Date Published: March 27, 2018
Publisher: Public Library of Science
Author(s): Eugene Lin, Glenn M. Chertow, Brandon Yan, Elizabeth Malcolm, Jeremy D. Goldhaber-Fiebert, Maarten W. Taal
Abstract: BackgroundMultidisciplinary care (MDC) programs have been proposed as a way to alleviate the cost and morbidity associated with chronic kidney disease (CKD) in the US.Methods and findingsWe assessed the cost-effectiveness of a theoretical Medicare-based MDC program for CKD compared to usual CKD care in Medicare beneficiaries with stage 3 and 4 CKD between 45 and 84 years old in the US. The program used nephrologists, advanced practitioners, educators, dieticians, and social workers. From Medicare claims and published literature, we developed a novel deterministic Markov model for CKD progression and calibrated it to long-term risks of mortality and progression to end-stage renal disease. We then used the model to project accrued discounted costs and quality-adjusted life years (QALYs) over patients’ remaining lifetime. We estimated the incremental cost-effectiveness ratio (ICER) of MDC, or the cost of the intervention per QALY gained. MDC added 0.23 (95% CI: 0.08, 0.42) QALYs over usual care, costing $51,285 per QALY gained (net monetary benefit of $23,100 at a threshold of $150,000 per QALY gained; 95% CI: $6,252, $44,323). In all subpopulations analyzed, ICERs ranged from $42,663 to $72,432 per QALY gained. MDC was generally more cost-effective in patients with higher urine albumin excretion. Although ICERs were higher in younger patients, MDC could yield greater improvements in health in younger than older patients. MDC remained cost-effective when we decreased its effectiveness to 25% of the base case or increased the cost 5-fold. The program costed less than $70,000 per QALY in 95% of probabilistic sensitivity analyses and less than $87,500 per QALY in 99% of analyses. Limitations of our study include its theoretical nature and being less generalizable to populations at low risk for progression to ESRD. We did not study the potential impact of MDC on hospitalization (cardiovascular or other).ConclusionsOur model estimates that a Medicare-funded MDC program could reduce the need for dialysis, prolong life expectancy, and meet conventional cost-effectiveness thresholds in middle-aged to elderly patients with mild to moderate CKD.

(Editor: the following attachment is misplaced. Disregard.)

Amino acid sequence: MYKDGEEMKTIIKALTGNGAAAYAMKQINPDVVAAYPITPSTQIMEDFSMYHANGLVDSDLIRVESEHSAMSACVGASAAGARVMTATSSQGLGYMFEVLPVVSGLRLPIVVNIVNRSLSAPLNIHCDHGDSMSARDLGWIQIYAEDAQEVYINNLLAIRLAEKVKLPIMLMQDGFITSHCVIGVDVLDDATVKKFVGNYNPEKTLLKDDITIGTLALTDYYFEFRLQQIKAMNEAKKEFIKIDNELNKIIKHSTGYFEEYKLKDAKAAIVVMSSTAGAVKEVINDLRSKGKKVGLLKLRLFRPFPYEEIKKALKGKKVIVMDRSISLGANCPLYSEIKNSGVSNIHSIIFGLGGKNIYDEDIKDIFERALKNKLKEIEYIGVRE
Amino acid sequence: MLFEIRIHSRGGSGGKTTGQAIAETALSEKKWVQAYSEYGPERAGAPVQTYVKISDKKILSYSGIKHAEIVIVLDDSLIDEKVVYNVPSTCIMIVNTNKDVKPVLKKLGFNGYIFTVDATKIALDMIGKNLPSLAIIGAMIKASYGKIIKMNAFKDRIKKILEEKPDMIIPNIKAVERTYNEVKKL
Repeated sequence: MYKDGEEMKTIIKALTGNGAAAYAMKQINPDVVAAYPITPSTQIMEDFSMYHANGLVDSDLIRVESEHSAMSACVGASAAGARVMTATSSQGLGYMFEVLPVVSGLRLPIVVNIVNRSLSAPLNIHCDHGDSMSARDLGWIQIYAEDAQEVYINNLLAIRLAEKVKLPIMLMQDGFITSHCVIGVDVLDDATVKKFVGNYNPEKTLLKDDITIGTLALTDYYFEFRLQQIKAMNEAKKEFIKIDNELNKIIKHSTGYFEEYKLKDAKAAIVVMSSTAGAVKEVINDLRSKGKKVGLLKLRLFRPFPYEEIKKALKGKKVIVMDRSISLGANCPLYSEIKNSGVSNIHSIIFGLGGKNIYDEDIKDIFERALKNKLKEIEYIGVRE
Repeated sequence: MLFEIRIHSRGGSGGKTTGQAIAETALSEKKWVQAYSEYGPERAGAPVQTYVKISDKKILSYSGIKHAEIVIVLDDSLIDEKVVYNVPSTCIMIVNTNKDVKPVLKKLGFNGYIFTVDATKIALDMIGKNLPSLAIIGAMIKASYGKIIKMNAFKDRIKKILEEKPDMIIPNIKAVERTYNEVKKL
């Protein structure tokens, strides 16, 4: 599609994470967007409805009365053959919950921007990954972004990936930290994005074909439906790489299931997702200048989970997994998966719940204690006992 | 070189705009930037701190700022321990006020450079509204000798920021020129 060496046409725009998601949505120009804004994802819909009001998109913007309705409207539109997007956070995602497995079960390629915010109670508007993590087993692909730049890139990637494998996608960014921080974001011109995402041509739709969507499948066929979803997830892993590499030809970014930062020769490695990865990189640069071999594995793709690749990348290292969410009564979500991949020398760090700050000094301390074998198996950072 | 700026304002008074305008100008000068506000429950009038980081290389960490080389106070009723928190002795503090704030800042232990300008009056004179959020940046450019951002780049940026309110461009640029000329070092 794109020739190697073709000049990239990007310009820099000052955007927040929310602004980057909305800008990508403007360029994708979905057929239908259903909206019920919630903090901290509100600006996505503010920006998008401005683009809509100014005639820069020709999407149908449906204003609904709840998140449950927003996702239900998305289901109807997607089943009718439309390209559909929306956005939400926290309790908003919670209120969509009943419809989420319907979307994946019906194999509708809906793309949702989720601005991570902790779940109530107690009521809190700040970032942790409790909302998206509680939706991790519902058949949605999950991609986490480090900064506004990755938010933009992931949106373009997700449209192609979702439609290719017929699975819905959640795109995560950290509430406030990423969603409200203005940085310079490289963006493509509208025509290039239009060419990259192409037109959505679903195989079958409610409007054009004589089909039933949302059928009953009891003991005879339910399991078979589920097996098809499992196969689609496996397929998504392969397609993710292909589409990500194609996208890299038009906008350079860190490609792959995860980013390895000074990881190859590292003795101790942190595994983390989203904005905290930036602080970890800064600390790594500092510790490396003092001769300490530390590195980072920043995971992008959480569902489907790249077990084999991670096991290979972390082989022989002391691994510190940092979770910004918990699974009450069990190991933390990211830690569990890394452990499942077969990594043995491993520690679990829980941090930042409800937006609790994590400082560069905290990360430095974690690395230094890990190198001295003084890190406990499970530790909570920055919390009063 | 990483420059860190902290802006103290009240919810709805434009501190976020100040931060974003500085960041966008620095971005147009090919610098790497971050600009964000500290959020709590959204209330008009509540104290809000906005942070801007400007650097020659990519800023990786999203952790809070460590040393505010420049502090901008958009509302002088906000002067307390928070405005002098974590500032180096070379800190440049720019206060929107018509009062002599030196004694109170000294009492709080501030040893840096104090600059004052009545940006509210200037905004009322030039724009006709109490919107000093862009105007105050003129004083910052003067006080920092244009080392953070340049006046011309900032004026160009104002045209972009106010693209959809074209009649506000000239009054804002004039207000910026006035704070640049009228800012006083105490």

Partial Text: Chronic kidney disease (CKD) affects approximately 10% of Medicare beneficiaries in the US but accounts for a disproportionate 20% of expenditures . Patients with end-stage renal disease (ESRD) are more costly, representing 1.6% of Medicare beneficiaries and responsible for 7.2% of costs . At the same time, life expectancy is substantially lower in patients with CKD than in the general population [1–3].
Using data from literature, we developed and calibrated a deterministic Markov model that accurately models disease progression of patients with stage 3 and 4 CKD and accounts for population heterogeneity including age, sex, race, severity of kidney disease, and albuminuria. From this model, we found that a Medicare-funded MDC program in non-dialysis-requiring (eGFR 20 to 59 ml/min/1.73 m2) CKD is cost-effective in middle-aged to elderly patients. Although cost-effective in all subgroups, the program is more cost-effective in patients with more advanced CKD, particularly those with higher levels of albuminuria. Provision of MDC to younger patients was more expensive, but younger patients gained the most in health outcomes, as measured by QALYs. Notably, MDC remained cost-effective even if it was 5 times more expensive or one-quarter as effective as our base case.